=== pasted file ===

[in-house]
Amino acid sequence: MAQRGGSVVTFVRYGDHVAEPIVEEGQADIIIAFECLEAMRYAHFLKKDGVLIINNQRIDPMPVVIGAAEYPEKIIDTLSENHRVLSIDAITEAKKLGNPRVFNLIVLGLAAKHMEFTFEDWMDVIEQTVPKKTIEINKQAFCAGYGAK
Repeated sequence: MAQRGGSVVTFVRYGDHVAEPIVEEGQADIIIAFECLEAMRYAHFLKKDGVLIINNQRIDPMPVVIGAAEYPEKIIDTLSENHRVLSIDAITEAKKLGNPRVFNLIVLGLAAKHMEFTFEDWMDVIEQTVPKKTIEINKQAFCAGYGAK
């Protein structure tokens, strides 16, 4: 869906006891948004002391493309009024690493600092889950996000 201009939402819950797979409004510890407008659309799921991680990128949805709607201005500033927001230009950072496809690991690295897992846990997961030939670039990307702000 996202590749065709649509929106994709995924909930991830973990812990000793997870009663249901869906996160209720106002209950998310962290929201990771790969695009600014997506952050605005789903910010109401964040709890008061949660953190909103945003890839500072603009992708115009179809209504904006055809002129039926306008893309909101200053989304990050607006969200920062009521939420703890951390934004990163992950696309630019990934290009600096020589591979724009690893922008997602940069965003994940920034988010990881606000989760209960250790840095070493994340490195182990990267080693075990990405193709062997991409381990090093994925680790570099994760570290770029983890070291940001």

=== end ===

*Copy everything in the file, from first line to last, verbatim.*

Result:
[in-house]
Amino acid sequence: MAQRGGSVVTFVRYGDHVAEPIVEEGQADIIIAFECLEAMRYAHFLKKDGVLIINNQRIDPMPVVIGAAEYPEKIIDTLSENHRVLSIDAITEAKKLGNPRVFNLIVLGLAAKHMEFTFEDWMDVIEQTVPKKTIEINKQAFCAGYGAK
Repeated sequence: MAQRGGSVVTFVRYGDHVAEPIVEEGQADIIIAFECLEAMRYAHFLKKDGVLIINNQRIDPMPVVIGAAEYPEKIIDTLSENHRVLSIDAITEAKKLGNPRVFNLIVLGLAAKHMEFTFEDWMDVIEQTVPKKTIEINKQAFCAGYGAK
């Protein structure tokens, strides 16, 4: 869906006891948004002391493309009024690493600092889950996000 201009939402819950797979409004510890407008659309799921991680990128949805709607201005500033927001230009950072496809690991690295897992846990997961030939670039990307702000 996202590749065709649509929106994709995924909930991830973990812990000793997870009663249901869906996160209720106002209950998310962290929201990771790969695009600014997506952050605005789903910010109401964040709890008061949660953190909103945003890839500072603009992708115009179809209504904006055809002129039926306008893309909101200053989304990050607006969200920062009521939420703890951390934004990163992950696309630019990934290009600096020589591979724009690893922008997602940069965003994940920034988010990881606000989760209960250790840095070493994340490195182990990267080693075990990405193709062997991409381990090093994925680790570099994760570290770029983890070291940001």